China Returns to Market for U.S. Soybeans After Tariff Waivers Granted

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Chinese buyers are back in the market for American soybeans after crushers in the Asian nation were granted a new round of tariff waivers, according to people familiar with the matter.

Soybean processors in China were granted permission to buy another 10 million metric tons of U.S. supplies without retaliatory duties, said the people, who asked not to be identified because the information is private. This would be a third round of waivers, with about 5 million tons granted previously.

On Tuesday, Chinese buyers were seeking cargoes for late this year and early next, the people said. The bids mark a return to the American market after Chinese buyers recently picked up cargoes in Brazil, where prices have been more attractive to Asian crushers already hurt by slower feed demand due to the spread of African swine fever.

Chicago soybean futures were buoyed by the news and hit the highest level in a week on Tuesday, rising to $9.59/bu. in intraday trading. China’s Ministry of Commerce didn’t immediately respond to a fax seeking comment outside of normal business hours.

President Donald Trump said China has indicated that negotiations over an initial trade deal are advancing, raising expectations that the two sides could sign an agreement at a meeting next month in Chile. A phase-one accord represents a pause in the 18-month trade war that has hurt the world’s largest economies.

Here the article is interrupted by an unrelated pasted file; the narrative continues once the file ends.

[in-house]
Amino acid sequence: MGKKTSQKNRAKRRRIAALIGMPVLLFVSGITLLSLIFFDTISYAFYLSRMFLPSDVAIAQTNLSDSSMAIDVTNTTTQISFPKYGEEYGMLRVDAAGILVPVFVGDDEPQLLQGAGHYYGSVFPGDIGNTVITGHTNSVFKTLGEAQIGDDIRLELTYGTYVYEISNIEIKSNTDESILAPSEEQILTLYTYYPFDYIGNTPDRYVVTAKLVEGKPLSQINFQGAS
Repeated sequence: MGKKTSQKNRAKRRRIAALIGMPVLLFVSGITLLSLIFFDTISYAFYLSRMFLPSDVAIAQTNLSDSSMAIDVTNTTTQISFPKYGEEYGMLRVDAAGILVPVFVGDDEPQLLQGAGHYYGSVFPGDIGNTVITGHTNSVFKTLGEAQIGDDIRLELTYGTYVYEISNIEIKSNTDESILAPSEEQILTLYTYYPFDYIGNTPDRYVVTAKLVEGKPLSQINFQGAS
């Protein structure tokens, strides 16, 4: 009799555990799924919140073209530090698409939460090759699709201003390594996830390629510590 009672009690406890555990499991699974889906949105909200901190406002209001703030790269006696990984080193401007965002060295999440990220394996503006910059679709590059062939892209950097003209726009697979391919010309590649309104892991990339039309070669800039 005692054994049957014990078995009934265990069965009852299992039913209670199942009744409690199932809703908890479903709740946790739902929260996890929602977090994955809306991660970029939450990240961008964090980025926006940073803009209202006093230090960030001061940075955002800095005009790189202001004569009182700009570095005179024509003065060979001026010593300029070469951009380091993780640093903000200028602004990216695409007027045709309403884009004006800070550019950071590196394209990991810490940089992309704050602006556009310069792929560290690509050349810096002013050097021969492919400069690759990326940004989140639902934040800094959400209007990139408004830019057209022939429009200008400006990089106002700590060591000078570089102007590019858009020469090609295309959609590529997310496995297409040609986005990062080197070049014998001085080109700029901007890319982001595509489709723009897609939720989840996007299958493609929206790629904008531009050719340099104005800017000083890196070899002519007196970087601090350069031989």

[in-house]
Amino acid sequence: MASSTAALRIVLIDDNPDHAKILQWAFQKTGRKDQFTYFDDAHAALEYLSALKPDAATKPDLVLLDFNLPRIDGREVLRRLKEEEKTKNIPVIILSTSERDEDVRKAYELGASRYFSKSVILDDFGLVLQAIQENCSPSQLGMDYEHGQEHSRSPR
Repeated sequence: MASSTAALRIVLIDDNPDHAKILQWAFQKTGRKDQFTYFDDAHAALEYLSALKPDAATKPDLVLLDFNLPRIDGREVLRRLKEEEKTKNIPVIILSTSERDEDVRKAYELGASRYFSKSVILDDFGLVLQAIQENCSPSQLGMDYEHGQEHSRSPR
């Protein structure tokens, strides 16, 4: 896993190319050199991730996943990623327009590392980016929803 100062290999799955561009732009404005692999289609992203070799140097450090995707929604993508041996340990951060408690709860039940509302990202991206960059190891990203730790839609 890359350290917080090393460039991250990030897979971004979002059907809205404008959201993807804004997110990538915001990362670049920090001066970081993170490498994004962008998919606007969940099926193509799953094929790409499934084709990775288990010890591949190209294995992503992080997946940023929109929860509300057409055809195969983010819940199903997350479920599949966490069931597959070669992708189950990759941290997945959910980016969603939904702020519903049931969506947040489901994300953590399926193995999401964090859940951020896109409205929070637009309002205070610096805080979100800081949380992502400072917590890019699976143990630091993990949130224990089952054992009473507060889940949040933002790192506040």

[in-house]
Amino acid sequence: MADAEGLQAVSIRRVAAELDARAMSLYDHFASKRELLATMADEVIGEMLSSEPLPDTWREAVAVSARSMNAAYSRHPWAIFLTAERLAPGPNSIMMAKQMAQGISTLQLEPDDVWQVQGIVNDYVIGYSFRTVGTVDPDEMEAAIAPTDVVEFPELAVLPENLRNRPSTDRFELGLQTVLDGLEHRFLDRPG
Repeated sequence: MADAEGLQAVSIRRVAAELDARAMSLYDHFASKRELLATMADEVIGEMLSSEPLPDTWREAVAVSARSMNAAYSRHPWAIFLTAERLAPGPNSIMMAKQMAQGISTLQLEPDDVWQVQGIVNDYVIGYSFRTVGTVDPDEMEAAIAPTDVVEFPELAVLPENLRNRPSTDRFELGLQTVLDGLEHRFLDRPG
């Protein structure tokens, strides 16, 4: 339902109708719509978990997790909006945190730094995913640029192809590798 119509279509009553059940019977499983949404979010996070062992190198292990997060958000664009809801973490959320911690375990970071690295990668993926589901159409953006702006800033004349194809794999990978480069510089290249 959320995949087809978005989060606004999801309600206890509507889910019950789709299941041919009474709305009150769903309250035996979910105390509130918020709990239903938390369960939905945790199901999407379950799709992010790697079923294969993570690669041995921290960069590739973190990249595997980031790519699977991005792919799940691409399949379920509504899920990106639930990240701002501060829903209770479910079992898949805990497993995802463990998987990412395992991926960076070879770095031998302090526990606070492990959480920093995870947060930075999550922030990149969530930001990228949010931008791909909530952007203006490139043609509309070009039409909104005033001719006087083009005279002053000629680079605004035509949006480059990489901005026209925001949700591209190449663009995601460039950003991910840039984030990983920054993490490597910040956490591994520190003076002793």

“They have started the buying,” Trump said Monday during a Cabinet meeting at the White House, referring to Chinese purchases of U.S. agriculture products that the president has pushed for as part of a deal. “I want more.”

Waivers were issued to Chinese state-owned and private crushers as well as multinational processors based in the nation, the people said. While some traders remained optimistic about the sales, others pointed to lower prices in Brazil.

“China will buy where the cheapest price is,” said Joe Davis, a director at brokerage Futures International in Chicago. “They have plenty of time on the new tariff-free waivers so I would not expect it all at once in the U.S. with the market at the highest levels since mid-June. These private buyers will wait to see if prices fall.” Soybean futures in Chicago traded at $9.52/bu. on Wednesday, rising for a second day.